Every once in a while you see a picture that just grabs you. That was the case with a 1939 photo of a small shack in Texas. I became aware of this particular image by way of the Fine Scale Miniatures Yahoo Group, where Darryl Huffman posted a link to the photo on Shorpy. Darryl is a font of information, he sells all manner of DVD's and information related to fine model building (His site is here). Fortunately for me, he is also great about sharing good Shorpy finds. If you have not been to the Shorpy website, it is a great place to find inspiration and loose track of an hour, two. . . or three. . . . or four. The image from Shorpy is below, my basic body build is above (sans metal details, painting, etc. . .just the facts of printing, paper and glue).
The essential feature of the shack in my mind is the fact that it is made out of Wright Aeronautical Corporation Aviation Engine Crates! Given how interesting the crate printing is, I decided to make a printed model, much in the vein of the paper boxcars, except for the fact that the artwork is entirely derived from the single photo. I used similar techniques to those that I used to do the signage for Uncle Paul's (a project I am still working on). The major difference here is that in the Uncle Paul's project, I simply re-worked and extracted the signage. In this project, I am really trying to work entirely from the photo.
I began by flattening each of the two sides of the shack in photoshop. This was done with the "transform" command under the "edit" menu in photoshop. If you are not used to working in photoshop, the key thing you need to keep in mind is that to apply a command to the photo, you first need to select it using either the lasso or one of the other selection tools. In this case, I just transformed the entire photo twice, and then combined them. Under the "transform" command, you will find several useful options, including distort, skew, perspective, rotate. I use all of these commands and more to coax the image into something that looks like an unfolded elevation.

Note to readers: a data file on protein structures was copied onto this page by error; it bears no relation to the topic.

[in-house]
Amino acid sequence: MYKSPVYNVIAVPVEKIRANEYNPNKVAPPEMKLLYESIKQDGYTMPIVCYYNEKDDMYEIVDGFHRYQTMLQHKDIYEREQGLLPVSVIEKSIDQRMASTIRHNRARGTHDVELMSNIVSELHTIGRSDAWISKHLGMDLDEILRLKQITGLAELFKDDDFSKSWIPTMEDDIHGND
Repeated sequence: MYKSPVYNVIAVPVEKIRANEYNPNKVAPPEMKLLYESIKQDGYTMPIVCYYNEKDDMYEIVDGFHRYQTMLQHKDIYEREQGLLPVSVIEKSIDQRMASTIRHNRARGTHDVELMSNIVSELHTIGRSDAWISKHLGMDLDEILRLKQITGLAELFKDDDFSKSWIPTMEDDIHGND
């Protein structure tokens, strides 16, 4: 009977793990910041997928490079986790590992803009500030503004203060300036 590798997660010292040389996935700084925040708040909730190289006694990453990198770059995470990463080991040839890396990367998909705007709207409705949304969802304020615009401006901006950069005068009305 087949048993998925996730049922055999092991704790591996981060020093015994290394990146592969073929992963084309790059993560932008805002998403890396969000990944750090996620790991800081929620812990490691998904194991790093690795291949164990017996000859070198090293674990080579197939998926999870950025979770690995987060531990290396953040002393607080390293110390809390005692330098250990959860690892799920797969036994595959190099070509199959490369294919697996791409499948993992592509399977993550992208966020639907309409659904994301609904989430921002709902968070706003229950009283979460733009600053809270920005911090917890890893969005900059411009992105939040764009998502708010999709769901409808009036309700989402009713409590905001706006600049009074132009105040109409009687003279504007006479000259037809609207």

From there, I did some basic color work. I tweaked the contrast and saturation to bring up the detail, and push the black and white image towards brown. Using duplicate layers, I created a light layer and a dark layer, white and brown respectively, that I applied as transparent overlays in order to enhance the detail of the wood. After that, I carefully edited out the mop, and other three dimensional details.
Once I had some credible material, I created a set of back walls and also began to copy extra parts that I would need when building the model. The image below shows my basic art work sheet. After some last tweeks I adjusted the DPI to suit the scale and print size, and I was off to the races.
Once I had my basic artwork sheet done I loaded it as a "raster reference" in Autocad. I simply traced the various layers that I would need to cut with the laser and created a layout for a simple bass wood core. While this could have been done manually, I decided to go ahead and make a set of cut files in the event that I wanted to remake and refine the model further.